Venus once again lines up fairly well. Range was +7.5 to -7.5 for a total error range of 15 degrees.

All series combined: Image

I do notice that the average error is very close to zero across all four objects, which shows how close to the JPL data the Tychos data is.

I hope that this analysis was somewhat useful. Unless I am missing something, it appears that Tychosium 2d lines up extremely well with JPL data, with some possible tweaking needing to happen with some of the Mercury retrogrades. If I am somehow misinterpreting or misrepresenting the data - please let me know. The fact that the data matched up so very closely, and the process was relatively straightforward, leaves me fairly confident that the graphs (and the data behind them) are accurate, but please point out where I may have gone astray.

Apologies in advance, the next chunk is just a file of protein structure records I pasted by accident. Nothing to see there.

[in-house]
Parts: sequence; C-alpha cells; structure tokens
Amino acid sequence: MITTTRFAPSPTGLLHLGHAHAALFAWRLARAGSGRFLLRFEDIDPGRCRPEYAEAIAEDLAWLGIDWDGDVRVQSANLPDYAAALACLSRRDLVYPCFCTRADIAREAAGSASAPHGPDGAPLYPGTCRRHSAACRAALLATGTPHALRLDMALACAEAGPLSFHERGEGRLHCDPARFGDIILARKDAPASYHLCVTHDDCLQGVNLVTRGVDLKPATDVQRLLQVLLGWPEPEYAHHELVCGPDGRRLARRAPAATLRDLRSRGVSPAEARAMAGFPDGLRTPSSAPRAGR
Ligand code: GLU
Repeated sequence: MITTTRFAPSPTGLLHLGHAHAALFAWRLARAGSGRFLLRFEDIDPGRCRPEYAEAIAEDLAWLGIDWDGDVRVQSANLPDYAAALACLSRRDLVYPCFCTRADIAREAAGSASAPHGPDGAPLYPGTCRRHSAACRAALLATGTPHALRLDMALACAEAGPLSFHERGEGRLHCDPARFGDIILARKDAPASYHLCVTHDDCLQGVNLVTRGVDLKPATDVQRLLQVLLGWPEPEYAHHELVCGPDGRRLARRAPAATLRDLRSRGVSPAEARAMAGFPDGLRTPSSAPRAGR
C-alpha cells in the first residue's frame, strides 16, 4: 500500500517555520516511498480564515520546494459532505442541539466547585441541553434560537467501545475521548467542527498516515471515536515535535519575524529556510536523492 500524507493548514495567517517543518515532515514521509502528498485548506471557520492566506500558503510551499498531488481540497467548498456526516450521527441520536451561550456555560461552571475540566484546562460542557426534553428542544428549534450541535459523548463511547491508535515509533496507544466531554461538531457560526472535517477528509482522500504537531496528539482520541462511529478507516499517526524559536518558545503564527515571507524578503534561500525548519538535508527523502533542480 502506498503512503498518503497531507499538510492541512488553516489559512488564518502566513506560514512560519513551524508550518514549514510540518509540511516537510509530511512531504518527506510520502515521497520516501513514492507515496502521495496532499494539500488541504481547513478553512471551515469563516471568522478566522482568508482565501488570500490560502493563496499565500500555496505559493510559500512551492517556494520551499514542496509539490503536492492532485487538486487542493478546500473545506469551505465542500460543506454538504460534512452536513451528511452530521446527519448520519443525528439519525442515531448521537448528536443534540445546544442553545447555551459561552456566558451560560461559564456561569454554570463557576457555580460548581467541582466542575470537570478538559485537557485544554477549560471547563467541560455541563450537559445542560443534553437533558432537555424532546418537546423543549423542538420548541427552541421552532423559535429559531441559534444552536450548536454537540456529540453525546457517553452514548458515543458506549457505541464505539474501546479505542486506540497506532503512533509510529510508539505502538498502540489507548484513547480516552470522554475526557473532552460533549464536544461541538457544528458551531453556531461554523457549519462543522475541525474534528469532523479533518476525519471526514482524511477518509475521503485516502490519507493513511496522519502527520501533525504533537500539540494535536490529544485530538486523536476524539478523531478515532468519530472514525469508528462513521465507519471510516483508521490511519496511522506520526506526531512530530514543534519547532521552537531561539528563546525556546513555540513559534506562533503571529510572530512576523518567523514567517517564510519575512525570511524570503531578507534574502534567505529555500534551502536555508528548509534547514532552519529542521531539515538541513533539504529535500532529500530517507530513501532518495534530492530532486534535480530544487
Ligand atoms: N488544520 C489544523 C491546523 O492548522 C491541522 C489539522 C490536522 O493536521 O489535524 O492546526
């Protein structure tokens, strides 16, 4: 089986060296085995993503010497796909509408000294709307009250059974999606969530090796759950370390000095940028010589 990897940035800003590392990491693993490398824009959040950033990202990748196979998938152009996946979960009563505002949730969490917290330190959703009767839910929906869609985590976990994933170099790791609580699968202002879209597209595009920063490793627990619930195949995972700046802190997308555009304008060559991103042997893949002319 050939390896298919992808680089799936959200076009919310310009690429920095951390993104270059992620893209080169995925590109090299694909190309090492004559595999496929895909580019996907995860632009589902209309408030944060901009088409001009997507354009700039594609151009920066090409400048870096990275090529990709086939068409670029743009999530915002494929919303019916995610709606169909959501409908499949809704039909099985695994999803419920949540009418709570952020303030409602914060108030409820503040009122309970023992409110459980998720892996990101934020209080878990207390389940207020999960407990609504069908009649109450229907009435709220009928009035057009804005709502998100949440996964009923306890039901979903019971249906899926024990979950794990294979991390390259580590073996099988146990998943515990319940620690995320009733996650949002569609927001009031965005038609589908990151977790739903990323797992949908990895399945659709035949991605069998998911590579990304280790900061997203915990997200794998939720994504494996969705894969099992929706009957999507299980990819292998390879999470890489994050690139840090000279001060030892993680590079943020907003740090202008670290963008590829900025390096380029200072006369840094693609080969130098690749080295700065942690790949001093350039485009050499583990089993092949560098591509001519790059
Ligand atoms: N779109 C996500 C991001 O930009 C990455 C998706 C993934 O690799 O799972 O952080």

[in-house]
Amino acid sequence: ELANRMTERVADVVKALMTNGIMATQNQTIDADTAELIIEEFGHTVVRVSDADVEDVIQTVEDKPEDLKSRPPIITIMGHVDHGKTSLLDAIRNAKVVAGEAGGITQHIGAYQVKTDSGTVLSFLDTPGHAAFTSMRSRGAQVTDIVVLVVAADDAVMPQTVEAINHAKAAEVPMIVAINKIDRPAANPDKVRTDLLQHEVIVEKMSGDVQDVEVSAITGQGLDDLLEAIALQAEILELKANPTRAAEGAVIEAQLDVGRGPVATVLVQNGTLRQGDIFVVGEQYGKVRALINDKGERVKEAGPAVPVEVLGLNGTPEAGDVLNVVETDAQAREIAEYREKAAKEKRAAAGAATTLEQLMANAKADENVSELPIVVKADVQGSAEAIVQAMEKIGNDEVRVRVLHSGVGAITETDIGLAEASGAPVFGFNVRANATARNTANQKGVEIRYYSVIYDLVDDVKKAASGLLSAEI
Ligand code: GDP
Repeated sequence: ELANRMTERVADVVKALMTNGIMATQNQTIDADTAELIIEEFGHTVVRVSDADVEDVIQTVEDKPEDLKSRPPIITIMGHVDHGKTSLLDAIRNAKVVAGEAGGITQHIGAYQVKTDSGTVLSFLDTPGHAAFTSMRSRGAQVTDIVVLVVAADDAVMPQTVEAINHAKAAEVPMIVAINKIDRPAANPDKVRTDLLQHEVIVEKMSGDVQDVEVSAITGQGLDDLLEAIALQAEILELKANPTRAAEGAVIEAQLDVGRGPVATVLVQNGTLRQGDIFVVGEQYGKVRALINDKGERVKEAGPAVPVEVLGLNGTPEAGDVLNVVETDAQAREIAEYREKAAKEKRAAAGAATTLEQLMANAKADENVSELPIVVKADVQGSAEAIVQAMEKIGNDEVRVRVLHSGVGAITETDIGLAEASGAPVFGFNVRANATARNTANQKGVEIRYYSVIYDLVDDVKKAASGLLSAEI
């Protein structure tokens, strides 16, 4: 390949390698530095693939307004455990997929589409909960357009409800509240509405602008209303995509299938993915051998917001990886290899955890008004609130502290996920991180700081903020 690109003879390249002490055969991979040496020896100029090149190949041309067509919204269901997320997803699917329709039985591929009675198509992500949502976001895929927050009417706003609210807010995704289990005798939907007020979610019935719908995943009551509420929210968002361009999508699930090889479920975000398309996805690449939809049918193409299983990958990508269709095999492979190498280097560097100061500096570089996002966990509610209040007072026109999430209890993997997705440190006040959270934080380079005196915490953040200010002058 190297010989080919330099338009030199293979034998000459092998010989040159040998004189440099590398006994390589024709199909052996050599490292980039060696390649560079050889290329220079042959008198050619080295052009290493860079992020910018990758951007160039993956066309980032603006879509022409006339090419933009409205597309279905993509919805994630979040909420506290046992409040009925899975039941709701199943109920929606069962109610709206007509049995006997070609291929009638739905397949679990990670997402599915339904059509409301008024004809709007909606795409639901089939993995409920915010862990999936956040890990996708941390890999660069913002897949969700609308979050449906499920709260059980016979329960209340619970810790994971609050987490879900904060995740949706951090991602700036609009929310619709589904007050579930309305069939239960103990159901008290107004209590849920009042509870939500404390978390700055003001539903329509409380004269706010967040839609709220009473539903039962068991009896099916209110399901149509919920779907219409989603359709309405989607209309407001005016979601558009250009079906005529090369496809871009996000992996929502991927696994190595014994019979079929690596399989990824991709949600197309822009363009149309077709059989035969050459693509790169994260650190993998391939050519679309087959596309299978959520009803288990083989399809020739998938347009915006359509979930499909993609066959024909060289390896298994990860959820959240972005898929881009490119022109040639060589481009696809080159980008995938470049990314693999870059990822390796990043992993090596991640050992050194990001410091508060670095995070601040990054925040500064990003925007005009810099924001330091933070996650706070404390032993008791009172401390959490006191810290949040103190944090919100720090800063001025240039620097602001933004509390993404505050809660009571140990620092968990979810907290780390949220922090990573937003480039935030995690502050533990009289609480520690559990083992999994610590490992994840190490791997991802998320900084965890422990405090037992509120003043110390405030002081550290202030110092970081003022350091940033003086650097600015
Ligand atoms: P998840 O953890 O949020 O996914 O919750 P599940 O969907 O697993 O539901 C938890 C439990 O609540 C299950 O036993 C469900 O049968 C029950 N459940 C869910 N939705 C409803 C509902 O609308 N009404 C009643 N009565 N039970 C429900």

Once again I appreciate the work Simon and Patrix have put into Tychosium 2d - that I was so easily able to extract the data I needed is a testament to the quality of the software they have written, and making it available for all to see and tinker with helps keep things transparent and my analysis would not have been possible without it. I would love to see the remaining planets added so that I can perform a similar analysis.

All the best,
-PR
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Re: Proving the TYCHOS model with 3D modelling

Postby patrix on May 29th, 2018, 12:10 pm

Thank you PR. This is just great. So valuable. Yes I believe most data we find on NASA and other official sources is correct. If it weren’t independent astronomers would complain that their own observations don’t match it. And even an Copernican orrery can be correct in terms of the planets positions in respect to each other if I’m not mistaken. But as Simon has discovered - when star positions and declinations are verified against the Copernican model there are big problems.